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narcissistWant Less Narcissistic Grads? Hire Less Narcissistic Professors

We’ve all heard the stereotypes. MBAs are insulated, entitled, and snooty. They believe that reading cases studies and mastering models automatically makes them experts. To them, a degree gives them immunity from questions (or input).

Alas, stereotypes often stem from a few people embodying the worst excesses. Still, the image of the MBA, self-involved and lacking in self-awareness, is embedded in business lore. But is this depiction accurate? If you believe a 2010 study from Appalachian State, business school students scored higher in narcissism than many other majors. Mind you, this study brings up the proverbial chicken-or-the-egg argument: Do MBA programs attract or nurture the vain? Regardless, it gives ammunition to critics who paint business schools as a breeding ground for wild-eyed self-importance.

Now, these same Appalachian State researchers, led by Jim Westerman, are back to further feed this theme. This time, they’ve identified a new culprit: business school professors. Sure, assailing academics ranks up there with bashing bad bosses and MBAs for American recreation. But these researchers have an interesting premise according to Bloomberg Businessweek:

“…Westerman and his colleagues collected a survey called the Narcissistic Personality Inventory from 536 students and 16 instructors at a public university in the southeastern U.S. They cross-referenced the results with the final grades and students’ subjective assessments of instructors and courses. It turned out that those students who scored more highly on the narcissism test got better grades in courses taught by highly narcissistic professors. Students with lower narcissism scores got lower grades and found courses taught by narcissists more difficult.”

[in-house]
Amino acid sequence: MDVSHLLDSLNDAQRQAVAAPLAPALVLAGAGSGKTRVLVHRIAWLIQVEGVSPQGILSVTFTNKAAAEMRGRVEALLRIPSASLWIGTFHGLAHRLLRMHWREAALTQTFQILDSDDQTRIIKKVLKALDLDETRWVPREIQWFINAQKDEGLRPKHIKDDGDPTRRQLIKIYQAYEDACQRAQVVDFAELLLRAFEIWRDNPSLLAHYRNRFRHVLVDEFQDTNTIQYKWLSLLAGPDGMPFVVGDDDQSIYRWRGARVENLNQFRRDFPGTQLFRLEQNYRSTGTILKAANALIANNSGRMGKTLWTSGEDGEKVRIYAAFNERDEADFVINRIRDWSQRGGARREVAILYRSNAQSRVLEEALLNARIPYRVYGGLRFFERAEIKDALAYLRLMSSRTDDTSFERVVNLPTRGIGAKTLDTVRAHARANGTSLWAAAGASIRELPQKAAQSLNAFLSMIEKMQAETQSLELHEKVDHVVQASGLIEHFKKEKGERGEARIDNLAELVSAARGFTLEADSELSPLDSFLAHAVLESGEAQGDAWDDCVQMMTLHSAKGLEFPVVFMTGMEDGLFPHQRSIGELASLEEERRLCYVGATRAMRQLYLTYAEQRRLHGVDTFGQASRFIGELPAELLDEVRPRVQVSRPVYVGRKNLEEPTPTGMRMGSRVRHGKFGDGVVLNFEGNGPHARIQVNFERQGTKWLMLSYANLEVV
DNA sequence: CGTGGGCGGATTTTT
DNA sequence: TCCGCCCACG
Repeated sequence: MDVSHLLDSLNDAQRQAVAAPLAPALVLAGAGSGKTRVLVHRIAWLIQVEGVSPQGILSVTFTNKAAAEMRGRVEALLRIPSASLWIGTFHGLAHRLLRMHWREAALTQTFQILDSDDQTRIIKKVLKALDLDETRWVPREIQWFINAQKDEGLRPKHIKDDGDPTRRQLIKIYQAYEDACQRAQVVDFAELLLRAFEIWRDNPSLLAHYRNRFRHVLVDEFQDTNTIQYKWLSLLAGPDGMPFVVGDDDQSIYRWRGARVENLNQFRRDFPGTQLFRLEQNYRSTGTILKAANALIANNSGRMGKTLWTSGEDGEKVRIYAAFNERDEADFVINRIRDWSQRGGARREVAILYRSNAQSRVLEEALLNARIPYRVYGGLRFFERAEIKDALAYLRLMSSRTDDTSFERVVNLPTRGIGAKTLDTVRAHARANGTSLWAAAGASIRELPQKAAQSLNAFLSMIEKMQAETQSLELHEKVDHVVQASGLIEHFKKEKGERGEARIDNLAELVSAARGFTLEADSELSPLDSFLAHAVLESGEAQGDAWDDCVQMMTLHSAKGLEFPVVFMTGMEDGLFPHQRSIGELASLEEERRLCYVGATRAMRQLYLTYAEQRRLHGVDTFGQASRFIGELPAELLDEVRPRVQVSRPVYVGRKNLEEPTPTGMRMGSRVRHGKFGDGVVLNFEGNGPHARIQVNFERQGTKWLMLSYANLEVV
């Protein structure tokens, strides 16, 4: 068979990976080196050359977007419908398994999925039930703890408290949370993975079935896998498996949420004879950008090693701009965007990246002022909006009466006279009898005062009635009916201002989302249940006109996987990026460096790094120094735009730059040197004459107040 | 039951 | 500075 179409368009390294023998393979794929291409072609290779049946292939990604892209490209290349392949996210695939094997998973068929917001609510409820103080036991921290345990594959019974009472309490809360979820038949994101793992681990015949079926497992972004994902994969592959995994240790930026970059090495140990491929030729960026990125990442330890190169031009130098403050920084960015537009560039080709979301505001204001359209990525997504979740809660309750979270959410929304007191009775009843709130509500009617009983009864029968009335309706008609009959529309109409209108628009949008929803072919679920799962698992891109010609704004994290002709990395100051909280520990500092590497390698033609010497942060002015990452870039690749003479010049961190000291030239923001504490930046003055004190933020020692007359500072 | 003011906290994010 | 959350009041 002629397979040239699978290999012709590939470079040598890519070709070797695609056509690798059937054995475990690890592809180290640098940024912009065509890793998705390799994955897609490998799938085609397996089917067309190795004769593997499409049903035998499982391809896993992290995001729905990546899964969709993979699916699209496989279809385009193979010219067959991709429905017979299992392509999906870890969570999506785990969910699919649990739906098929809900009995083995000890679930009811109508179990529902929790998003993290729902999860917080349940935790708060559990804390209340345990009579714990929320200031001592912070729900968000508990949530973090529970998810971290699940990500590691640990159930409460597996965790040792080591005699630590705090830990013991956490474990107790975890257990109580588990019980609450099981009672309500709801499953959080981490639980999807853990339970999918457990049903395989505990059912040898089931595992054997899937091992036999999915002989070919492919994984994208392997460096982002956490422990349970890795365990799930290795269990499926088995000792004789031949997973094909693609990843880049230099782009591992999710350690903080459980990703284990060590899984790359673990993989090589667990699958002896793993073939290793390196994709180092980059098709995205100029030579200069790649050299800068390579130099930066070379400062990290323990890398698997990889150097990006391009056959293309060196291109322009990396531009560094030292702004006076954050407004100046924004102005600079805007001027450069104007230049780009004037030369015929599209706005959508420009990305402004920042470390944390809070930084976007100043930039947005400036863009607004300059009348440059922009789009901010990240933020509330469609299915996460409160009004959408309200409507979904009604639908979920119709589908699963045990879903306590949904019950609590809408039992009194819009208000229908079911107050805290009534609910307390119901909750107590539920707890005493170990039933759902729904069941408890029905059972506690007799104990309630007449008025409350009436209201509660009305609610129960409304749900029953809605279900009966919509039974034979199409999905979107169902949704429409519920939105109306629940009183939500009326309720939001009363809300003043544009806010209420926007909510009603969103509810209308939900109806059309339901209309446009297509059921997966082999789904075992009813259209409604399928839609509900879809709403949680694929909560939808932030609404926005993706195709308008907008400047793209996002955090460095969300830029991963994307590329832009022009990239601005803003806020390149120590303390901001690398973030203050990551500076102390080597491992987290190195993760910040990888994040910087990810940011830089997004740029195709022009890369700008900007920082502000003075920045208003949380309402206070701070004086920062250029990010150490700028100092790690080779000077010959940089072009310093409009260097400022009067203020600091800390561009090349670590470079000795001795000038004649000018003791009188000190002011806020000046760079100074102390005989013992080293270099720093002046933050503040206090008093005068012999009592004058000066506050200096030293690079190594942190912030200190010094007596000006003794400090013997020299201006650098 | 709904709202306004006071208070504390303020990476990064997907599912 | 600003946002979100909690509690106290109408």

To borrow a cliché, their research can be summed up as “birds of a feather flock together.” According to Westerman and his researchers, these “narcissistic” professors “discouraged less narcissistic students, yet rewarded and provided a potential model for future behavior for more highly narcissistic students through their enhanced status.” Wow! You’d almost expect them to borrow liberal arts vernacular like “paradigm” or “victimization.”

So how would these researchers fix this growing epidemic? Well, awareness is a first step. “Business schools have a social responsibility to address (student narcissism),” Westerman says. “This research suggests a potential tool that’s right in front of them.” And that tool? According to a previous essay from these researchers in Bloomberg Businessweek, the answer lies in screening out narcissists with personality tests, both in the student and faculty ranks (as if traits can be as easily measured as aptitude). Of course, there are the usual prescriptions: Greater exposure to others through internships and studying abroad; regular feedback from peers; and (of course) “empathy.”

In other words, they seek to enroll and hire only those people with the “right” beliefs and temperaments. Bet you can’t wait to see those MBAs head out into the real world, huh? It just makes you wonder if these solutions are a reflection of naiveté … or narcissism itself?

Source: Bloomberg Businessweek

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